[box cover]

The Skeleton Key

Here are a few nice things we can say about 2005's The Skeleton Key:

  • You might be surprised by this supernatural bayou thriller's very final twist — even if it did follow an endless string of "surprises" that any horror-movie fan could block out on a cork board with index cards.
  • Also, Kate Hudson — playing a live-in hospice caretaker sucked into a world of Louisiana folk magic — looks extremely fetching in a pair of bun-hugging underwear. (We only point this out because director Iain Softley points it out, and repeatedly; the helmer who brought us "K-PAX" and "Hackers" seems hell-bent on delivering hilariously gratuitous shots of said bun-huggers throughout the film.)
  • And, underwear shots aside, The Skeleton Key just looks splendid. The thrust of the film is that Hudson's character takes a $1,000/week job in the Louisiana sticks, caring for a stroke victim (John Hurt) whose wife (Gena Rowlands) may or may not be using hoodoo potions to keep him in a paralytic state. But of course, Rowlands lives in a rotting swampland mansion, and of course Hudson's growing suspicions lead her into swampy back rooms filled with chicken bones and dusty books and old records and pickle jars full of grott. It allows cinematographer Daniel Mindel to revel in the moist decay of the Louisiana bayou and the dark contours of Rowlands' house.

Unfortunately, the rest of this review is about "room for improvement." Because after getting off to a decent, somewhat muted start, The Skeleton Key just gets sillier and sillier and sillier until it's yet another one of those stupid, noisy thrillers where everyone's running around in a house, yelling and falling down, and you're mostly wondering why nobody bothered to call the cops sooner. The script is by Ehren Kruger, who did such a marvelous job adapting The Ring, but who may be stretching himself a bit thin these days. According to the Internet Movie Database, Mr. Kruger has no fewer than five screenplays attached to 2005 release dates, including the insipid The Ring Two. Which may explain why The Skeleton Key is downright sloppy at times: It telegraphs suspense, piles on cheap, fake-out scares, and inspires questions when it really ought to suspend disbelief. For example: If you suspected your patient was being poisoned and held prisoner — somewhere between the HELP ME scrawled on the bedsheet and the part where he grabs you and croaks, "Get me out of here!" — would you really go to a witch doctor instead of, say, the police, or at least a really burly social worker? And also: Why does Kate Hudson tell the paralyzed man sitting next to her to "hang on" when she's about to crash her car? Hang on with what? His piercing gaze? But maybe that's just nitpicking. The real problems here are characterization and overkill. As written, Hudson's nurse simply isn't likable: After a day or two on the job, she glowers, barges into locked rooms, and makes demands of Rowlands (who's stuck saying "Fiddlesticks!" over and over) with the sense of entitlement of a movie star, not a hospice worker. Meanwhile, Softley and his battalion of sound designers and musicians simply can't leave a spooky moment alone. Even listening to a scratchy old LP, eerie in itself, has to be "helped along" by a soundtrack stuffed with atonal violin playing and needless creaks. And unfortunately, when everything in a movie is lit, shot and scored to be "creepy," nothing is.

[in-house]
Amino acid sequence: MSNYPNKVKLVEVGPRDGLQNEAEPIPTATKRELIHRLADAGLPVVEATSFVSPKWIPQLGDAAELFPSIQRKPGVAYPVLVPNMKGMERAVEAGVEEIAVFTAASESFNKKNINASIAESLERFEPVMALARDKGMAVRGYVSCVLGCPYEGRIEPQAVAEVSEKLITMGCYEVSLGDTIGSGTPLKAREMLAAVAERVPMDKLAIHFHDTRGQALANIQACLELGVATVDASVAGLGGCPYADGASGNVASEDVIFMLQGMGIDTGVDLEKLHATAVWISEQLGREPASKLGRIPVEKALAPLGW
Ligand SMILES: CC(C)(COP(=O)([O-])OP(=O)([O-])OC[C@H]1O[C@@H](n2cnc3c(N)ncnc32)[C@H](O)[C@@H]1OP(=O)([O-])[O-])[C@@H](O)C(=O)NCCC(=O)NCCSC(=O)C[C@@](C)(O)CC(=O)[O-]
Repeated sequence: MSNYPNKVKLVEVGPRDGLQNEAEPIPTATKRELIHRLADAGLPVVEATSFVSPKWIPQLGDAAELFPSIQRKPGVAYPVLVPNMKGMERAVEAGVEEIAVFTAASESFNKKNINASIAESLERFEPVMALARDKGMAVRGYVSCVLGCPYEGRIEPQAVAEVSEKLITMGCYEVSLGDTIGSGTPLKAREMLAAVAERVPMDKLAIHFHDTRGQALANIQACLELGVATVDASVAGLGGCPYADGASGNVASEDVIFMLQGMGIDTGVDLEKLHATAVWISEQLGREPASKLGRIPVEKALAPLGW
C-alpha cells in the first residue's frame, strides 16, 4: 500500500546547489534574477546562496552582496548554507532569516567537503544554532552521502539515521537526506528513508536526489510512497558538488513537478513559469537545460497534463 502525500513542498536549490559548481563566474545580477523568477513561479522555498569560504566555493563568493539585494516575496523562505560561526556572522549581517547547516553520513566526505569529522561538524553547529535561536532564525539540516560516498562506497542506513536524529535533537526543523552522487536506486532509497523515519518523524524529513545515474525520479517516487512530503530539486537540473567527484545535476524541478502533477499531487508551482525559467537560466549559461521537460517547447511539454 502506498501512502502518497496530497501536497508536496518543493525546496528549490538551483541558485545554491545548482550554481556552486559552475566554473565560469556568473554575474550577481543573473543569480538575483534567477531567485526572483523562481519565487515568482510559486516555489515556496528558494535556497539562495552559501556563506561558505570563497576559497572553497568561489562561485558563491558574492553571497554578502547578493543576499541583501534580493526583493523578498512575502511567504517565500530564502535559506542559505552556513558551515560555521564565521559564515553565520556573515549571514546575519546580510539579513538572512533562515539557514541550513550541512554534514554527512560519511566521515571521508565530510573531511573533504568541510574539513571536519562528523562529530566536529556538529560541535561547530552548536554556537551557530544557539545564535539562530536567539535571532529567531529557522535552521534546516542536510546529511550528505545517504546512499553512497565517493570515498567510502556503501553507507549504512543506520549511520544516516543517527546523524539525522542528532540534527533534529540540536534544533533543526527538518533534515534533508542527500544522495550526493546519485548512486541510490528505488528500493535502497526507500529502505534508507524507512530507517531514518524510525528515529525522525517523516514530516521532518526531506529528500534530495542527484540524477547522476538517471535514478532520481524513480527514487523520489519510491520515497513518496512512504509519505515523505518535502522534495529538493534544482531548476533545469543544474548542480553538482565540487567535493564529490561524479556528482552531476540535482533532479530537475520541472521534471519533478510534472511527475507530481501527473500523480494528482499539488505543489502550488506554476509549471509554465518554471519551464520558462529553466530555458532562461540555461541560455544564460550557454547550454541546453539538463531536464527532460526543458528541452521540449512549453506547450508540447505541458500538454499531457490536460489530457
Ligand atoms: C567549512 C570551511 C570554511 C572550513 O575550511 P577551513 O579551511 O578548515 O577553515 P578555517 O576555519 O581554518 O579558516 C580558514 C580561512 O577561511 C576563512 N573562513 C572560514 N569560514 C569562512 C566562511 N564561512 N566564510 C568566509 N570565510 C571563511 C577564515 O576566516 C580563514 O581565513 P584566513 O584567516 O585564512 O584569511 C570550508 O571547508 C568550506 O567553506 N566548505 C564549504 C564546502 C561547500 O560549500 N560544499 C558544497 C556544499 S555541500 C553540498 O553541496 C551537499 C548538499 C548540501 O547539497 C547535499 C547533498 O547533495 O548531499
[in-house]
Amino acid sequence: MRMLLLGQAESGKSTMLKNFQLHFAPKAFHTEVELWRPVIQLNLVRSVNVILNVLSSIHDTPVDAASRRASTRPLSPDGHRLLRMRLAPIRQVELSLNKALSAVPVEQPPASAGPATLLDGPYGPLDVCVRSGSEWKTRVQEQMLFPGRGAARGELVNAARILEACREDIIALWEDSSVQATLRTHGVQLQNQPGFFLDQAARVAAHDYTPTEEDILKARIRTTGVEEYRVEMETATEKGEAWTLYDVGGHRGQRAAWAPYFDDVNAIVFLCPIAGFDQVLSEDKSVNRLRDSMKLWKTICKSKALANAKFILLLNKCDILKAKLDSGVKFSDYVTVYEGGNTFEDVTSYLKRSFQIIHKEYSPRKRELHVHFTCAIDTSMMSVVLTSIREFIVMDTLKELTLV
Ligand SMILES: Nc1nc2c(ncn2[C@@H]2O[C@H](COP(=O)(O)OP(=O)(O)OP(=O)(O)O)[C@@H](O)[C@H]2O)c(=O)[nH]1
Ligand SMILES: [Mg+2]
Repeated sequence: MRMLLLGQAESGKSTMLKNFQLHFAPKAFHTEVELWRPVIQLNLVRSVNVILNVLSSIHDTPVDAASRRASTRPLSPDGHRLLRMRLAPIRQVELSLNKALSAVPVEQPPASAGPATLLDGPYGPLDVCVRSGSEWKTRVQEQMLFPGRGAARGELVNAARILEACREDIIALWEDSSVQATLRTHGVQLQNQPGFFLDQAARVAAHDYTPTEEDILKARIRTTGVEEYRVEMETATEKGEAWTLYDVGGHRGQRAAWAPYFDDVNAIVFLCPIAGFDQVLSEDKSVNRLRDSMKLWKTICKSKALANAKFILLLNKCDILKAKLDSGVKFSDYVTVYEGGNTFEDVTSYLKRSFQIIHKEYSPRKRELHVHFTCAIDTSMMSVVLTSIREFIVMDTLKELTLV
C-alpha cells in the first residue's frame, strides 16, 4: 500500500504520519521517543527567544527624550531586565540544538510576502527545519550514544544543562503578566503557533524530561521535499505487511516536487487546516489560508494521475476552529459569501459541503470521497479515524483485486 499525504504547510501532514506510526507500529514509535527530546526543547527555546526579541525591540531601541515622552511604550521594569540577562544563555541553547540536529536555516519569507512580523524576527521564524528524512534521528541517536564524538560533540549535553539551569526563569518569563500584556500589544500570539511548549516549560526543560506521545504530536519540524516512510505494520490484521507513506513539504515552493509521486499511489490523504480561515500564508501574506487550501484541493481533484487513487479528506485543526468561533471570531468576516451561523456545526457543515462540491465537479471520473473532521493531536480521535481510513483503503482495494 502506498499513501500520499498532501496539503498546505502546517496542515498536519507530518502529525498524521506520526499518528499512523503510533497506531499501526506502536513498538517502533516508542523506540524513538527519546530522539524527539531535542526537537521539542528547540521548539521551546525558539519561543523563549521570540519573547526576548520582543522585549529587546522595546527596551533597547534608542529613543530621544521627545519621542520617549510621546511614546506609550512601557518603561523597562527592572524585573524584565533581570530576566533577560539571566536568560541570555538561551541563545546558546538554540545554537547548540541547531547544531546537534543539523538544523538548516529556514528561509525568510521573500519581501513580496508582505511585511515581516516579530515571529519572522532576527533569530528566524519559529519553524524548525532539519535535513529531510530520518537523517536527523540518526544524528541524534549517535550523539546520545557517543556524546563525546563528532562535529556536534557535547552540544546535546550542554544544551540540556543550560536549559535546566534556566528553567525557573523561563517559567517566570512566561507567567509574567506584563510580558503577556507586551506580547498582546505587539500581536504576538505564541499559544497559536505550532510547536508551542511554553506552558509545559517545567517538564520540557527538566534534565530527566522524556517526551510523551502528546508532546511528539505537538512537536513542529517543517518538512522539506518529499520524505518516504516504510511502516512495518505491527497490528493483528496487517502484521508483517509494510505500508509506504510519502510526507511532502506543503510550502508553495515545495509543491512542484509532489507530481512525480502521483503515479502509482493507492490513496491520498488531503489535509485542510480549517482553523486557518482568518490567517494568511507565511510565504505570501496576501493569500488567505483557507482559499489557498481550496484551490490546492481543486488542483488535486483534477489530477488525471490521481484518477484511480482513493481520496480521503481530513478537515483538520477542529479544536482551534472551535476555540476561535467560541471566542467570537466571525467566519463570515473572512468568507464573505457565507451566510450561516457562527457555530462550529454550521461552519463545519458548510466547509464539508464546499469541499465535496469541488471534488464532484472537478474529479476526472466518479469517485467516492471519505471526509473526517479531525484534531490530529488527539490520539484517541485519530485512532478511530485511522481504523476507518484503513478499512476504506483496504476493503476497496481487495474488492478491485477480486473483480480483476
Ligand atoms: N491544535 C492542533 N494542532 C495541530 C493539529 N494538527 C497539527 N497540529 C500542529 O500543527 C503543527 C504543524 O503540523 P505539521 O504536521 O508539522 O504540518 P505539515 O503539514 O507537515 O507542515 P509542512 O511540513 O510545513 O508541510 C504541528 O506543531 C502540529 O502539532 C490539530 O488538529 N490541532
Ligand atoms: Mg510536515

Universal's DVD release of The Skeleton Key offers a solid anamorphic transfer (2.35:1) with Dolby Digital 5.1 audio in English, French, and Spanish. Supplements include a commentary with director Iain Softley, a deleted scenes reel with optional director's commentary (21 min.), and the featurettes "Behind the Locked Door: Making The Skeleton Key" (5 min.) and "Casting The Skeleton Key" (9 min.). Eight more featurettes round out the set, all running between two and six minutes — "Exploring Voodoo/Hoodoo," "Recipe & Ritual: Making the Perfect Gumbo," "Blues in the Bayou," "Kate Hudson's Ghost Story," "Plantation Life," "John Hurt's Story," "A House Called Felicity," and "Gena's Love Spell." Keep-case.
Mike Russell



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